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Picture: An extender is used to concentrate sperm cells. Picture: Sample of semen to be cryo-preserved. Canine semen is collected and a complete semen evaluation is performed, which includes motility assessment, sperm count and sperm cell morphology. Semen is then mixed with an extender to provide an appropriate concentration of sperm cells to facilitate its cryopreservation. The sample is then allowed to chill slowly for a minimum of 3 hours. After this period the post-equilibration evaluation is made and if the sample continues to show good motility it is packaged in straws and frozen.

After the sample is frozen we again evaluate the post-thaw motility to ensure the sample is of adequate quality to save for storage.
Picture: Semen storage container.
Short and long term storage is available at our secure on-site storage facility.
Picture: A microscope and an image of sperm on a monitor. We can arrange shipments of semen through out the continental United States and Canada. Through our parent company, Synbiotics, we can facilitate international shipments as well. International shipments can be quite a challenge to arrange (especially to rabies free countries) due to strict export regulations. It is the clients’ responsibility to contact/research restrictions and regulations of the country of destination well in advance. Information for individual country specifications may be obtained through the APHIS/USDA web site.
Picture: A DNA Swab kit. DNA testing is a requirement for any AKC registered dog for semen freezing. A cheek swab can be obtained at the time of a freezing visit for this purpose and necessary documents will be provided.

Picture: A Brucella test kit. Brucella canis is a poorly treatable disease that can cause infertility in both the male and female and devastate a breeding colony. All dogs prior to freezing must have a negative Brucella test within six months of collection. We recommend that males be tested at least annually and bi-annually if used heavily. We can provide this testing in-house at the time of a freeze visit.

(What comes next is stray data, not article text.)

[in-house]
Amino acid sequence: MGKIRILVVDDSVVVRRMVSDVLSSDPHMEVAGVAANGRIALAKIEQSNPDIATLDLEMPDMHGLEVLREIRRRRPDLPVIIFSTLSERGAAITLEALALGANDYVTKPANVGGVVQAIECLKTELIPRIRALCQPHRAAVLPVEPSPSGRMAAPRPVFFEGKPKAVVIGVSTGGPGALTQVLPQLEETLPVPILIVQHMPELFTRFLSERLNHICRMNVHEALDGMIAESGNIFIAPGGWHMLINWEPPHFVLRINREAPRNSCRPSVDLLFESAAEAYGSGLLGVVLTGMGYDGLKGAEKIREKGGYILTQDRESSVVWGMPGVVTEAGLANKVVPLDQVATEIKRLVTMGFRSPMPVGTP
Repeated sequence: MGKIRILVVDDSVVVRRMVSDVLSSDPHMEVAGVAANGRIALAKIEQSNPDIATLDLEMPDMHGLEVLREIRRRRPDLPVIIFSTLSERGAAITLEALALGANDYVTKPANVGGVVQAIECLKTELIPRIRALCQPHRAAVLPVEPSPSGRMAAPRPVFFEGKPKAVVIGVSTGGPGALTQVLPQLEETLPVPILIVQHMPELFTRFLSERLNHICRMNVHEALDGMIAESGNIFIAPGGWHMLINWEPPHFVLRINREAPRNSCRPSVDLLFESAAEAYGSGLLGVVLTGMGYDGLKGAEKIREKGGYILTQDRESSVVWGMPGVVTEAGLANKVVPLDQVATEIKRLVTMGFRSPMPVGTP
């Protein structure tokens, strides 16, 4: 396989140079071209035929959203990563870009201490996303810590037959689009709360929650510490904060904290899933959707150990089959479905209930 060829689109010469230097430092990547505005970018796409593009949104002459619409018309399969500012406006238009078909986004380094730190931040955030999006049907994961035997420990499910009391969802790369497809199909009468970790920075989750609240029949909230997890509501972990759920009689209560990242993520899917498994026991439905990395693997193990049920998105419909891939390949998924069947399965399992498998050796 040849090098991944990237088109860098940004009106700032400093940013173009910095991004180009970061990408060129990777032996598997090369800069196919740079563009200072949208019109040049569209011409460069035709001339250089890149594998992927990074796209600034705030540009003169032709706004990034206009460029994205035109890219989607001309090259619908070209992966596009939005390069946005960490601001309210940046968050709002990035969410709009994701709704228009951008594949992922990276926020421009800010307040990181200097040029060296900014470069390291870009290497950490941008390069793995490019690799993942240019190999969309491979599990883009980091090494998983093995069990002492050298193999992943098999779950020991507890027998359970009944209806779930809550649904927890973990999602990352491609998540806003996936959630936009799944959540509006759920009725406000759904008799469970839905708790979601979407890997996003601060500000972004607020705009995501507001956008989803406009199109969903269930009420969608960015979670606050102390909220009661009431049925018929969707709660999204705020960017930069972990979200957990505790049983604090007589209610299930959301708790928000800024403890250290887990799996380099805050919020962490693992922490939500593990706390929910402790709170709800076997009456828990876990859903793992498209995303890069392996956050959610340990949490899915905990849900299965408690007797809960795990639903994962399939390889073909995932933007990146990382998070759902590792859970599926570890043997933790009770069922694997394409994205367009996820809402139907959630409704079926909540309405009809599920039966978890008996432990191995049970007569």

For further information on the following services contact Dr. Mary or Debbie at 908-689-0773.

Picture: A vial of canine semen extender. Picture: An artificial insemination kit. Currently we offer both vaginal and surgical (intrauterine) insemination techniques. We are equipped to handle fresh, chilled or frozen semen (straws or pellets).

Vaginal inseminations are typically utilized for fresh or chilled semen breedings.

We do not recommend using frozen semen vaginally as conception rate is less than 20% even with semen of good quality. With good ovulation timing, conception rates utilizing fresh or chilled semen (providing semen is of adequate quality) approaches that of natural breeding.

Surgical inseminations require accurate ovulation timing. This is critical for the success of the procedure. You may anticipate a 85% to 90% conception rate providing that the semen is of adequate quality and that the bitch does not have significant uterine pathology. Surgical insemination can be performed utilizing fresh, chilled or frozen semen, but is most commonly used with frozen semen. This procedure does require general anesthesia as the uterus is exteriorized through a small abdominal incision and the semen is injected directly in to each horn of the uterus.

We offer transcervical insemination (TCI) endoscopic techniques. Endoscopic TCI enables direct visualization of the cervix and catheterization of the cervix with a flexible catheter without the need for anesthesia. This offers a safer method of breeding than with a rigid Norwegian catheter technique and eliminates the possibility of reproductive tract perforation. TCI breeding can utilize fresh, chilled or frozen semen. When using frozen semen with TCI techniques post thaw quality of the semen needs to be 60% or greater. Typically two breedings (as with natural or vaginal A.I.) are required. Conception rates utilizing these techniques approaches 70%.

We offer breeding soundness exams for both dogs and bitches. These exams are comprised of a complete and comprehensive exam and may include the following: semen evaluation, Brucella testing, orthopedic clearances, blood testing, vaginal exams and vaginoscopy.

Picture: A vaginoscopy being performed. Picture: A Multiple Tally Denominator (foreground).
Picture: A hand-held sperm counting device.